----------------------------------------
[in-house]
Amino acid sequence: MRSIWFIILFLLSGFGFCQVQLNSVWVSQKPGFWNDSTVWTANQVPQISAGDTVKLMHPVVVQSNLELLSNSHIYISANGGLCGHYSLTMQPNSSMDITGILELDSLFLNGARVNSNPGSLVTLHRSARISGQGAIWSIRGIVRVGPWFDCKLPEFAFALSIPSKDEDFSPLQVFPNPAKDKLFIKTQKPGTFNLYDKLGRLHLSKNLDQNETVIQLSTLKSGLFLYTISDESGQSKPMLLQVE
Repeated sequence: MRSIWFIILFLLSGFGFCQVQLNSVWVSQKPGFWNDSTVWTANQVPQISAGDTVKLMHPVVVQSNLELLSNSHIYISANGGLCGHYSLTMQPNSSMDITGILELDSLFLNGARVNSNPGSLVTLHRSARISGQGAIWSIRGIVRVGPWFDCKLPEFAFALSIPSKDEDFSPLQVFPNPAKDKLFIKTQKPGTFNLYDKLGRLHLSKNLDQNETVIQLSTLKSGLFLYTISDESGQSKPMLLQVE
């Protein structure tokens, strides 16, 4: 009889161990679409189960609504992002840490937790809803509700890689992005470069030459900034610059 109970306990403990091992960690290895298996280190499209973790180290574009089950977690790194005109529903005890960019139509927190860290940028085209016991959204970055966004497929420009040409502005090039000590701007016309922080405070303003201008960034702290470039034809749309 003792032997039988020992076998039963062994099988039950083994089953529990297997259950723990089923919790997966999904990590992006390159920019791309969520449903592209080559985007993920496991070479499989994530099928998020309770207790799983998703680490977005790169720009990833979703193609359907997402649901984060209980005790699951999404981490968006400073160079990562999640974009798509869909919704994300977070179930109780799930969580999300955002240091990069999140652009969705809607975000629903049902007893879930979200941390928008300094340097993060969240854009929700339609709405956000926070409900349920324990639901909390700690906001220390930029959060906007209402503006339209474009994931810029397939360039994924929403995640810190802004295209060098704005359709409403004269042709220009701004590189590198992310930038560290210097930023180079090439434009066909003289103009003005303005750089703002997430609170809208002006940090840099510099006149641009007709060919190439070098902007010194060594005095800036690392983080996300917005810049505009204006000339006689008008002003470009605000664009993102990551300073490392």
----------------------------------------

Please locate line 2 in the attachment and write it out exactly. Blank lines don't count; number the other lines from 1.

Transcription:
Amino acid sequence: MRSIWFIILFLLSGFGFCQVQLNSVWVSQKPGFWNDSTVWTANQVPQISAGDTVKLMHPVVVQSNLELLSNSHIYISANGGLCGHYSLTMQPNSSMDITGILELDSLFLNGARVNSNPGSLVTLHRSARISGQGAIWSIRGIVRVGPWFDCKLPEFAFALSIPSKDEDFSPLQVFPNPAKDKLFIKTQKPGTFNLYDKLGRLHLSKNLDQNETVIQLSTLKSGLFLYTISDESGQSKPMLLQVE